Sunday, July 01, 2007

Another "Rendezvous with Destiny"

Regrettably, prior to opening this book this weekend I had never read the famous speech that Ronald Reagan gave in support of the unsuccessful 1964 Barry Goldwater campaign for President. That speech launched Mr. Reagan's political career. While many of the particulars of the speech are unique to that time frame, philosophically the speech remains current today. In fact, with many conservatives believing that they are on the outside looking in on today's political environment, the current milieu bears some resemblance to that earlier period. What is certain is that no Republican politician since Mr. Reagan has spoken to the nation at large with such philosophical clarity.

You and I are told increasingly that we have to choose between a left or right, but I would like to suggest that there is no such thing as a left or right. There is only an up or down--up to a man's age-old dream, the ultimate in individual freedom consistent with law and order--or down to the ant heap totalitarianism, and regardless of their sincerity, their humanitarian motives, those who would trade our freedom for security have embarked on this downward course.

In this vote-harvesting time, they use terms like the "Great Society," or as we were told a few days ago by the President, we must accept a "greater government activity in the affairs of the people." But they have been a little more explicit in the past and among themselves--and all of the things that I now will quote have appeared in print. These are not Republican accusations. For example, they have voices that say "the cold war will end through acceptance of a not undemocratic socialism." Another voice says that the profit motive has become outmoded, it must be replaced by the incentives of the welfare state; or our traditional system of individual freedom is incapable of solving the complex problems of the 20th century. Senator Fullbright has said at Stanford University that the Constitution is outmoded. He referred to the president as our moral teacher and our leader, and he said he is hobbled in his task by the restrictions in power imposed on him by this antiquated document. He must be freed so that he can do for us what he knows is best. And Senator Clark of Pennsylvania, another articulate spokesman, defines liberalism as "meeting the material needs of the masses through the full power of centralized government." Well, I for one resent it when a representative of the people refers to you and me--the free man and woman of this country--as "the masses." This is a term we haven't applied to ourselves in America. But beyond that, "the full power of centralized government"--this was the very thing the Founding Fathers sought to minimize. They knew that governments don't control things. A government can't control the economy without controlling people. And they know when a government sets out to do that, it must use force and coercion to achieve its purpose. They also knew, those Founding Fathers, that outside of its legitimate functions, government does nothing as well or as economically as the private sector of the economy.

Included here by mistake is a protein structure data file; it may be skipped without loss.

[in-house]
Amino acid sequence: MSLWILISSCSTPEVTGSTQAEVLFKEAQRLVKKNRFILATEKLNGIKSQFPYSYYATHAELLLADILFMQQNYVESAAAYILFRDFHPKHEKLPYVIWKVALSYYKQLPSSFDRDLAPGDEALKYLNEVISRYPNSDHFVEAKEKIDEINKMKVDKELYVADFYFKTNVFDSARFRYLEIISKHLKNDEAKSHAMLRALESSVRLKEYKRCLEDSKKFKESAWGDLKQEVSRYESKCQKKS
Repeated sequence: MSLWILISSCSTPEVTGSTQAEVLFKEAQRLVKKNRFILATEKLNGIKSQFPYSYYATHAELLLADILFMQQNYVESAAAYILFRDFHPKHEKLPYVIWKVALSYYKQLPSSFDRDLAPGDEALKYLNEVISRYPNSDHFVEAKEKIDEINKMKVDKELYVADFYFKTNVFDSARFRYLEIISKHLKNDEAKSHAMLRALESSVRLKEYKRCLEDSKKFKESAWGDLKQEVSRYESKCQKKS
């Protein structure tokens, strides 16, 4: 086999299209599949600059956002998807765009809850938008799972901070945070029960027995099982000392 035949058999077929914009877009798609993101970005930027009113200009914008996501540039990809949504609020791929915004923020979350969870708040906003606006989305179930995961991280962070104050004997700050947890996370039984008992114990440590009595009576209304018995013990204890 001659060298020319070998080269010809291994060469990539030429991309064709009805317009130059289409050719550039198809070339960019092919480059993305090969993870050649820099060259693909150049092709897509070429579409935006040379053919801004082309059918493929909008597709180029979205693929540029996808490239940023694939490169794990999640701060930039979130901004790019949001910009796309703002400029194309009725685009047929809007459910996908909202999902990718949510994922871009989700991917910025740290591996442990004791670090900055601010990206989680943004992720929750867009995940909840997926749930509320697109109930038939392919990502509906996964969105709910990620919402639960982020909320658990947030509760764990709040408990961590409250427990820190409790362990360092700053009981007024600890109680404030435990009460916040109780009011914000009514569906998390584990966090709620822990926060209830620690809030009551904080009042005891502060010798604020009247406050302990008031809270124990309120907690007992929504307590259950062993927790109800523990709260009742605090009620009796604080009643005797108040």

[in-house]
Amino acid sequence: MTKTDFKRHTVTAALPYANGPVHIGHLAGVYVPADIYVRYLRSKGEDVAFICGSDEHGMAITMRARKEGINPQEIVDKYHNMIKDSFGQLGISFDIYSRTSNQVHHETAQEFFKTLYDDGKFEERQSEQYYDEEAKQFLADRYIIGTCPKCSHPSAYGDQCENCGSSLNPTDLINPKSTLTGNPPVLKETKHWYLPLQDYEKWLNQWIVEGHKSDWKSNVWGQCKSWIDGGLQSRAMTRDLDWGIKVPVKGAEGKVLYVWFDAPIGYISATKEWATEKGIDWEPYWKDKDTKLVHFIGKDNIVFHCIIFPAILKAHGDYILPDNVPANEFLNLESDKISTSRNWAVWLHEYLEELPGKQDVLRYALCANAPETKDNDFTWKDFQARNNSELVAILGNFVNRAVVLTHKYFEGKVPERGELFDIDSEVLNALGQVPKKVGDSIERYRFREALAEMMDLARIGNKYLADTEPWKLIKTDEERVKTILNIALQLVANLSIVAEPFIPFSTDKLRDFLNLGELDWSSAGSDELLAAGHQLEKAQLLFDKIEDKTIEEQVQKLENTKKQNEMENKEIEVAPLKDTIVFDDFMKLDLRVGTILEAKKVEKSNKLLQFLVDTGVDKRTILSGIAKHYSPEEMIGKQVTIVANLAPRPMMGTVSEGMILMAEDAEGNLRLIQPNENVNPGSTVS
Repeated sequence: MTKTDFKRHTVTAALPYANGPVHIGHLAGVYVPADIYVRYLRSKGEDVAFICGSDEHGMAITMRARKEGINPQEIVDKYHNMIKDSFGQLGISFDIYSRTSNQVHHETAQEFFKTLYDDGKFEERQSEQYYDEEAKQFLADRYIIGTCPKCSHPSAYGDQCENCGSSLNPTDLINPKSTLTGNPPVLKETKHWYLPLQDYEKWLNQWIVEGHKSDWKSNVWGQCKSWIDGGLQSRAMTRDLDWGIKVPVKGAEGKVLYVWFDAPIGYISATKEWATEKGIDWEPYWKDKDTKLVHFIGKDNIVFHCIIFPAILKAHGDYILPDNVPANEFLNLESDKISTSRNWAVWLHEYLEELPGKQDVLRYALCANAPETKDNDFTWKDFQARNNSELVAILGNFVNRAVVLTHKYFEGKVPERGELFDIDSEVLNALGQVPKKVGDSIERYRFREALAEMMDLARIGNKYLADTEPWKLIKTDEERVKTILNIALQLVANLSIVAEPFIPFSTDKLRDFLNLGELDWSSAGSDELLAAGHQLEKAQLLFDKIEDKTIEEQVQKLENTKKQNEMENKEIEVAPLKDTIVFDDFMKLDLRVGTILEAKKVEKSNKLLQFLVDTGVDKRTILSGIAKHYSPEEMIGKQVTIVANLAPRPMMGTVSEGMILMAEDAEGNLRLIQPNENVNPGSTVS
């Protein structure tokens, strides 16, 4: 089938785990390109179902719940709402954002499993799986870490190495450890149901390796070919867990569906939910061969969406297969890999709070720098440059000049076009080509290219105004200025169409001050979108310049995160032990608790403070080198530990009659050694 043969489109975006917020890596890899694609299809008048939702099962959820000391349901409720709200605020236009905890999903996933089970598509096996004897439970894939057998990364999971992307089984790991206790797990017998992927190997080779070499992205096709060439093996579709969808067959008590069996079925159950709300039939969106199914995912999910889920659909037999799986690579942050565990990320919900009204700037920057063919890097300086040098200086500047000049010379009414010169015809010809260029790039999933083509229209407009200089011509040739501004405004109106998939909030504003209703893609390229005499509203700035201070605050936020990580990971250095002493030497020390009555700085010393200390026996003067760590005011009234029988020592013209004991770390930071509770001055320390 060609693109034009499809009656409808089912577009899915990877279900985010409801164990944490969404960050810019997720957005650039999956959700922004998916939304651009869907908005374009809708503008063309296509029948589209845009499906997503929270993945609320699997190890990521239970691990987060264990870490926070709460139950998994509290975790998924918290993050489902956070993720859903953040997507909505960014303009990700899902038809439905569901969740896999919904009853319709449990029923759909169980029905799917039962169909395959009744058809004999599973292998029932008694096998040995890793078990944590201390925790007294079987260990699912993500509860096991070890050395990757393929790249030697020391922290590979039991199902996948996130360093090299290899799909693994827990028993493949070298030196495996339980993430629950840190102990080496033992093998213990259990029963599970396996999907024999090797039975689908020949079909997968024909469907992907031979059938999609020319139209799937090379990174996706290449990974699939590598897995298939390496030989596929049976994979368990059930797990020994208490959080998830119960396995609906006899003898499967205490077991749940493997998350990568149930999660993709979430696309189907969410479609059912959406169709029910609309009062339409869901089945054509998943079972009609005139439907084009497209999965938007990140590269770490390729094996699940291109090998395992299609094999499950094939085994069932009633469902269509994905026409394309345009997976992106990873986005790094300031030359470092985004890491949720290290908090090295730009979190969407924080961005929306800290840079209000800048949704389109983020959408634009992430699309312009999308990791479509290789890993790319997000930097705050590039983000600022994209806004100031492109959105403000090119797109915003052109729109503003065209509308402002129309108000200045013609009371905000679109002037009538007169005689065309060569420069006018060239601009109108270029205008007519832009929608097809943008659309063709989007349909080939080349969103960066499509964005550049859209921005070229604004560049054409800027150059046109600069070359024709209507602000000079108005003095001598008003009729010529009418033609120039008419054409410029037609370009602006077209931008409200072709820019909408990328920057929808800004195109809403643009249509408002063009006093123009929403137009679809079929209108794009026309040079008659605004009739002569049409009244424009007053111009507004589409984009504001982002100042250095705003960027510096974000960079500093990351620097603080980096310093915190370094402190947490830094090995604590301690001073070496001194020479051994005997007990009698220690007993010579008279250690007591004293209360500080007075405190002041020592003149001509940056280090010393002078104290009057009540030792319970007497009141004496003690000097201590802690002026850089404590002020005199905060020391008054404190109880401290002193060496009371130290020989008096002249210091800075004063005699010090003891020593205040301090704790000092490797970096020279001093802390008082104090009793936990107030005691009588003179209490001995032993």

Conservative critics of Mr. Reagan sometimes point out that his administration did not roll back government to the extent that this speech described as ideal. While that criticism is accurate, one must remember that Mr. Reagan did not restrict himself to giving speeches about political principles -- he ran for office and governed in a real world that required implementing principles in the face of political realities. Those who recall the lead up to the Reagan administration can not deny that President Reagan rolled back the rate of government growth and successfully changed the terms of the debate. It was Mr. Reagan's long shadow that forced Bill Clinton to declare, prematurely it must be said, that the era of big government was over.

Sadly, the current Republican administration, by expanding domestic spending rapidly, has undone much of the good accomplished by Mr. Reagan. Once again, debates are not centering on the legitimate role of government; they only focus on the extent and direction of new spending. Some have dismissed the wish for "another Reagan" as misplaced nostalgia. However, who can deny the need for a political figure who can clearly communicate to a national audience that our choices are not merely about the creation of new entitlements? The choices are about freedom and tyranny.

Today's politicians mostly live on the public policy fringes, promising this or that, but not explaining both the means and ends of good government. We should be able to do better.

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